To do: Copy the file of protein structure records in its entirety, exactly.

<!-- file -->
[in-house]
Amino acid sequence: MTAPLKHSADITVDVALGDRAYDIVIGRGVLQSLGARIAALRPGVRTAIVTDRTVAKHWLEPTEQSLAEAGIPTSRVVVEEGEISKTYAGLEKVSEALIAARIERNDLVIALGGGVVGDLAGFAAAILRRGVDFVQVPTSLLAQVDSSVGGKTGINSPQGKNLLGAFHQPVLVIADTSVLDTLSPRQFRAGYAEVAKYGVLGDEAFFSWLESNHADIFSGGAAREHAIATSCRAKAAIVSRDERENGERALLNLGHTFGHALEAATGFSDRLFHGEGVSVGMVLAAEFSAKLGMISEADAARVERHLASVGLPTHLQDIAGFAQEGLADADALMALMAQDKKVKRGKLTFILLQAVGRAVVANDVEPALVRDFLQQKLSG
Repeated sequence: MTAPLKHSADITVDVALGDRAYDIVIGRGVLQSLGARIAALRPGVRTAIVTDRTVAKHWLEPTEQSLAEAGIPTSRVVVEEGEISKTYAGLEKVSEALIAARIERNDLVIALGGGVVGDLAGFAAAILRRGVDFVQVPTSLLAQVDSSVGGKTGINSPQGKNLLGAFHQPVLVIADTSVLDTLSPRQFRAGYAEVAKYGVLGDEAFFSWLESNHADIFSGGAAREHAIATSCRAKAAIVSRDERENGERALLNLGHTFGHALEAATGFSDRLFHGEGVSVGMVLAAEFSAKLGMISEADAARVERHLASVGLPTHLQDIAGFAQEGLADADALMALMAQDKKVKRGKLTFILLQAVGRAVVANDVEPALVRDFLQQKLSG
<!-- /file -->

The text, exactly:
[in-house]
Amino acid sequence: MTAPLKHSADITVDVALGDRAYDIVIGRGVLQSLGARIAALRPGVRTAIVTDRTVAKHWLEPTEQSLAEAGIPTSRVVVEEGEISKTYAGLEKVSEALIAARIERNDLVIALGGGVVGDLAGFAAAILRRGVDFVQVPTSLLAQVDSSVGGKTGINSPQGKNLLGAFHQPVLVIADTSVLDTLSPRQFRAGYAEVAKYGVLGDEAFFSWLESNHADIFSGGAAREHAIATSCRAKAAIVSRDERENGERALLNLGHTFGHALEAATGFSDRLFHGEGVSVGMVLAAEFSAKLGMISEADAARVERHLASVGLPTHLQDIAGFAQEGLADADALMALMAQDKKVKRGKLTFILLQAVGRAVVANDVEPALVRDFLQQKLSG
Repeated sequence: MTAPLKHSADITVDVALGDRAYDIVIGRGVLQSLGARIAALRPGVRTAIVTDRTVAKHWLEPTEQSLAEAGIPTSRVVVEEGEISKTYAGLEKVSEALIAARIERNDLVIALGGGVVGDLAGFAAAILRRGVDFVQVPTSLLAQVDSSVGGKTGINSPQGKNLLGAFHQPVLVIADTSVLDTLSPRQFRAGYAEVAKYGVLGDEAFFSWLESNHADIFSGGAAREHAIATSCRAKAAIVSRDERENGERALLNLGHTFGHALEAATGFSDRLFHGEGVSVGMVLAAEFSAKLGMISEADAARVERHLASVGLPTHLQDIAGFAQEGLADADALMALMAQDKKVKRGKLTFILLQAVGRAVVANDVEPALVRDFLQQKLSG